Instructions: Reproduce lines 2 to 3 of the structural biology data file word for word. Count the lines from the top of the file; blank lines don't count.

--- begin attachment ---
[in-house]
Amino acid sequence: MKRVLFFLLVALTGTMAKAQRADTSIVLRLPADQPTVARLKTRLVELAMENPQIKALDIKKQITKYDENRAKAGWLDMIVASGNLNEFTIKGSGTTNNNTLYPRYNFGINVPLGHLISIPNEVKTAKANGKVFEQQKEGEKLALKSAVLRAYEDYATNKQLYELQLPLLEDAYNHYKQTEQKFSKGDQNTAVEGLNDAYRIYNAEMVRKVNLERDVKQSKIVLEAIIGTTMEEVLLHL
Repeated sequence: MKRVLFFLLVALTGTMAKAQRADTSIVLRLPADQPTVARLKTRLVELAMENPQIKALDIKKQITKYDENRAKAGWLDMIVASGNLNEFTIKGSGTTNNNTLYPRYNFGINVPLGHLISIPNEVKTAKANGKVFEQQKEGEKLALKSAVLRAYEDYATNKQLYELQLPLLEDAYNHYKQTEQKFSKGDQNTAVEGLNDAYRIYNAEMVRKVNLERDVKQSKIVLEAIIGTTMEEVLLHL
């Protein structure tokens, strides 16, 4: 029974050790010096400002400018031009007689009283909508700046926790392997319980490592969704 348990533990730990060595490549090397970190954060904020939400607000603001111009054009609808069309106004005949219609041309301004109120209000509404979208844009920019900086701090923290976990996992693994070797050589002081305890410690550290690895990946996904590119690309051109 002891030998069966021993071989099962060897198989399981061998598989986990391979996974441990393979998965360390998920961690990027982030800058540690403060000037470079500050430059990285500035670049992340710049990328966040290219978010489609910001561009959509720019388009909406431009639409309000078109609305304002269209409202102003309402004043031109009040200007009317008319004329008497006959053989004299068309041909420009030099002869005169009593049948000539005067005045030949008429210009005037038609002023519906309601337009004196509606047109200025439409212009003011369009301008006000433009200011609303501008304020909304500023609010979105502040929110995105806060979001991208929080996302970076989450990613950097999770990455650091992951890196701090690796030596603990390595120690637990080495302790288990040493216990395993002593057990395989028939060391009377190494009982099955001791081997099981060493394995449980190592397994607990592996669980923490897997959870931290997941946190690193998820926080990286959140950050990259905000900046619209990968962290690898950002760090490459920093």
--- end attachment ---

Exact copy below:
Amino acid sequence: MKRVLFFLLVALTGTMAKAQRADTSIVLRLPADQPTVARLKTRLVELAMENPQIKALDIKKQITKYDENRAKAGWLDMIVASGNLNEFTIKGSGTTNNNTLYPRYNFGINVPLGHLISIPNEVKTAKANGKVFEQQKEGEKLALKSAVLRAYEDYATNKQLYELQLPLLEDAYNHYKQTEQKFSKGDQNTAVEGLNDAYRIYNAEMVRKVNLERDVKQSKIVLEAIIGTTMEEVLLHL
Repeated sequence: MKRVLFFLLVALTGTMAKAQRADTSIVLRLPADQPTVARLKTRLVELAMENPQIKALDIKKQITKYDENRAKAGWLDMIVASGNLNEFTIKGSGTTNNNTLYPRYNFGINVPLGHLISIPNEVKTAKANGKVFEQQKEGEKLALKSAVLRAYEDYATNKQLYELQLPLLEDAYNHYKQTEQKFSKGDQNTAVEGLNDAYRIYNAEMVRKVNLERDVKQSKIVLEAIIGTTMEEVLLHL